Ontario municipalities own the core infrastructure assets that are critical to the quality of life and competitiveness of the province. Municipalities own two thirds of Ontario’s public infrastructure; more than the provincial and federal governments combined. This infrastructure gets people and goods moving, provides safe drinking water, handles waste, provides space for sport and recreation, and helps protect homes against flooding and other natural disasters. The delivery of these essential public services is reliant on a strong foundation of municipal infrastructure which enables communities and local businesses to grow, and ensures Ontarians can lead safe and healthy lives. Furthermore, it is estimated that for every $1-billion spent on infrastructure, GDP would be boosted by $1.14-billion and would create 16,700 jobs.
According to the Association of Municipalities of Ontario (AMO), the province’s municipalities are responsible for maintaining more than 15,000 bridges and culverts as well as over 140,000 kilometres of roads and are currently facing an infrastructure deficit of over $60 billion. Roads and bridges account for $28 billion of this deficit alone. Although the federal and provincial governments have increased spending on infrastructure in recent years, municipalities continue to struggle to properly fund projects that are critical to their communities. A commitment to improving stable and long-term funding with minimal restrictions is required to tackle the backlog of municipal infrastructure projects around the province.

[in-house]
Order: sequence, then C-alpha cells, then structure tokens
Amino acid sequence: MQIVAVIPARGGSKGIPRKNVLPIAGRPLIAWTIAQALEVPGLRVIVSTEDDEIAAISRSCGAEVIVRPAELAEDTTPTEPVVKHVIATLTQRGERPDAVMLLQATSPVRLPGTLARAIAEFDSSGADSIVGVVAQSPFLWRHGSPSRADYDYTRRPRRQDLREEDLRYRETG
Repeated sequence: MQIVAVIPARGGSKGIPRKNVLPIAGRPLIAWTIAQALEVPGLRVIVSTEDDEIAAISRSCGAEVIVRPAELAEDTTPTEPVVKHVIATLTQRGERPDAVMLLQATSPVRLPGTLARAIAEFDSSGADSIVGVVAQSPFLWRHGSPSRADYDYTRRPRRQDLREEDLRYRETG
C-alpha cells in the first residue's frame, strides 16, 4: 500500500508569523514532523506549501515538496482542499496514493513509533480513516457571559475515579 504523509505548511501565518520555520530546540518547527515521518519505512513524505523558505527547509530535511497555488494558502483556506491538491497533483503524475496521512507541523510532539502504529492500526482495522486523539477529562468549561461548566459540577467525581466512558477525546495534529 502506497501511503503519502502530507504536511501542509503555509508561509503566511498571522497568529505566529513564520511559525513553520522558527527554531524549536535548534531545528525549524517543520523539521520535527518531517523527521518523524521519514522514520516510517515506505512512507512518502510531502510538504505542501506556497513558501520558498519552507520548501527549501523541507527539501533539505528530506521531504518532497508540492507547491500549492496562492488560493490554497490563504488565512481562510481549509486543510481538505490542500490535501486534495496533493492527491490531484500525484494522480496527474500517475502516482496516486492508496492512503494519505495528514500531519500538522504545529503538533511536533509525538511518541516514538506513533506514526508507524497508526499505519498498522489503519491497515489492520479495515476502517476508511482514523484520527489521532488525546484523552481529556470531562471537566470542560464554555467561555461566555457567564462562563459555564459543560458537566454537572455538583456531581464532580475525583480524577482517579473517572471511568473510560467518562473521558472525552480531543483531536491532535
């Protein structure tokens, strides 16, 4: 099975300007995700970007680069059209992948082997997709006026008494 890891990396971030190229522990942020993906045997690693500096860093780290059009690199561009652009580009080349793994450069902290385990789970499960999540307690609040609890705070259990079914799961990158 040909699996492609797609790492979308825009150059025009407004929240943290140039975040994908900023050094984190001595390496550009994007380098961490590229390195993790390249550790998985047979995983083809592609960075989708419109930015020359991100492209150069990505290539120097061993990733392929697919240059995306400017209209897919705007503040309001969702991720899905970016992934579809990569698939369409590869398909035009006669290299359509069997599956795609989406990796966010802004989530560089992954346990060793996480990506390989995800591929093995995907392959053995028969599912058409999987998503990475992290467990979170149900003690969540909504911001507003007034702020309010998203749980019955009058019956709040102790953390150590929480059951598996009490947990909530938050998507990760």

The one size fits all approach of some federally and provincially designed infrastructure programs reflect the respective priorities and timelines of those governments and not those of municipalities. Project funding is often delayed in its delivery and ends up putting projects on hold for years. This is unacceptable. Furthermore, this funding is unpredictable as it can change when a new government is elected. Municipal infrastructure funding should not be held hostage by the electoral cycles of other levels of government. The federal Gas Tax Fund and the provincial Gas Tax Program provide formula-based funding that provide predictable, long-term funding sources with minimal restrictions. This allows municipalities to make the decisions that are right for their communities. Strengthening programs of this nature is key to improving the way municipalities plan and fund infrastructure projects.
In order to maintain the high quality of life that Ontarians have come to enjoy, foster economic development, and boost productivity, municipalities require stable, long-term municipal infrastructure funding. Federal and provincial programs are appreciated, but municipal leaders are best positioned to make local infrastructure decisions. Whichever party forms government after the June 7th provincial election must understand this.